Srjdan, our Serbian innkeeper, is a perfect host. Knowing that we are bound to lose ourselves in the streets of Sombor, a Serbian town near the Hungarian border where the night before we had checked into his bed and breakfast with its opulent furnishings and paintings of lush Italianate beauties, he leads us to a dusty crossroads and points in the direction of Rastina, a tiny village where the road peters into a dusty track by a rickety watchtower. From here we can see the sparkling fence built by Hungary as it marches across vast acres of newly harvested fields of corn. We make our way toward the fence—a formidable ten-foot-high structure with double coils of razor wire affixed to metal posts sunk deep in the ground—and follow it for half a mile or more in the direction of a ruined farmhouse surrounded by bushes.
There are signs of activity on the Hungarian side—diggers and tractors creating clouds of dust as a second layer of fence is prepared. A police car draws up on the other side, and seeing our camera and tripod, an officer asks—in English, the lingua franca—what we are doing. “We are taking pictures for an exhibition,” we tell him. “We have permission from the Serbian police.” “You do not have permission,” he says, “because you are standing on Hungarian soil.” He points through the wire to a small white post that marks the official border, five feet on our side of the fence. International law requires that both countries must agree to the construction of border barriers. The Hungarians did not ask the Serbians for permission to build their fence. Instead they erected it more than three feet inside Hungary, ceding a de facto ribbon of territory to their Balkan neighbor.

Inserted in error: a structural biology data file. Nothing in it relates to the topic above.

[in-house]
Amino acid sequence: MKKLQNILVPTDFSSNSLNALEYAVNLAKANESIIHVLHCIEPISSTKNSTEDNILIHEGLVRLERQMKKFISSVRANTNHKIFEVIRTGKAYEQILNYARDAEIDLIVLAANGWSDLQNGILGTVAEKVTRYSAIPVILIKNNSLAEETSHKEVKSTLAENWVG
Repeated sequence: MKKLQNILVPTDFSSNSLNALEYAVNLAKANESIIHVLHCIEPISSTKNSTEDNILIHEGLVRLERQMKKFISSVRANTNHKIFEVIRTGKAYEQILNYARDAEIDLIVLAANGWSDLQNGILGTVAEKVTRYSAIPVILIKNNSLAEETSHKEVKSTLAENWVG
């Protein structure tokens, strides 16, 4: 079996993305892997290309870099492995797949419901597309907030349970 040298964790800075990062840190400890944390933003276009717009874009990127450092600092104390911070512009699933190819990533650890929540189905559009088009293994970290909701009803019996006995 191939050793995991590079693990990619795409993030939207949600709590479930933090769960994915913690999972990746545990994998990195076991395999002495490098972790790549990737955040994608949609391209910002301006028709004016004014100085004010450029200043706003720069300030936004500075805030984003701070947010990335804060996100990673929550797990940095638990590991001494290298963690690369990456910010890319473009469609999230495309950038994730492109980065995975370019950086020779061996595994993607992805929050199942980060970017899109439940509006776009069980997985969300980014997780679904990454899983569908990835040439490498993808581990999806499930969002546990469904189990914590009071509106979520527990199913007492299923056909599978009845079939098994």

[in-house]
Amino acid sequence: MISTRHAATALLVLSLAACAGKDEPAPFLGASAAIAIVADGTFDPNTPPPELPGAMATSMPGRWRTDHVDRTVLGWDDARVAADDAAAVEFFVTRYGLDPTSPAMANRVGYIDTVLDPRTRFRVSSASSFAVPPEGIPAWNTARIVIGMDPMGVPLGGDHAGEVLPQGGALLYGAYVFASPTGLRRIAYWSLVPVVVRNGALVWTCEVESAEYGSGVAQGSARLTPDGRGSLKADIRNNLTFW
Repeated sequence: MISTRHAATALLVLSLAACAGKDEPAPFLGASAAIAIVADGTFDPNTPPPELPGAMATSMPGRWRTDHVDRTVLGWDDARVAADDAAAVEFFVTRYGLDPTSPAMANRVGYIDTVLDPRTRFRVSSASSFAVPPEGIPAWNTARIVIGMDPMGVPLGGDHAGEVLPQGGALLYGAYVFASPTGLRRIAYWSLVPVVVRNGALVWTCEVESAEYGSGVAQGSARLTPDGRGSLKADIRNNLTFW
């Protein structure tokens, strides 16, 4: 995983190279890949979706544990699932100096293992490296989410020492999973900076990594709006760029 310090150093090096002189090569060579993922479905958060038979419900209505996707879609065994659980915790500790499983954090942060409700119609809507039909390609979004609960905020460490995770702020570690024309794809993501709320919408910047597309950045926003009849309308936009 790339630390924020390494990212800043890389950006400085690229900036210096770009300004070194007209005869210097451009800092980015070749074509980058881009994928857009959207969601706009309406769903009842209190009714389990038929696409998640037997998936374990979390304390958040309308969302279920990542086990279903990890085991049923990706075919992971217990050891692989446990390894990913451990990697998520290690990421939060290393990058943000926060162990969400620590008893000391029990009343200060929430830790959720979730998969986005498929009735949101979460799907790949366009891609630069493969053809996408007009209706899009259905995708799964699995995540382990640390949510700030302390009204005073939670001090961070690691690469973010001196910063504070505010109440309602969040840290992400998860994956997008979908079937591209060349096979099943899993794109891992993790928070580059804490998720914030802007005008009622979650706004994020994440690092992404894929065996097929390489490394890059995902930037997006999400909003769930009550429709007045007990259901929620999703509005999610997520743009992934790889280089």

We retreat a couple of paces and head for the abandoned farmhouse where we won’t be seen from a Hungarian watchtower; the bushes and outbuildings provide cover for the special shot we are seeking: a wayside crucifix viewed through a diadem of metal thorns. A male guard in the watchtower sees us, picks up his weapon, and slings it over his shoulder with ostentatious deliberation. Now that we are inside Serbia, we ignore him: we doubt if, for all Hungarian Prime Minister Viktor Orbán’s bluster, he would welcome an international crisis resulting from the shooting of European citizens on Serbian territory. Someone in the watchtower switches on music and the tension subsides: another guard—this time a woman—leans from the tower and waves us a cheery goodbye. There were no refugees by the farm buildings, but we…
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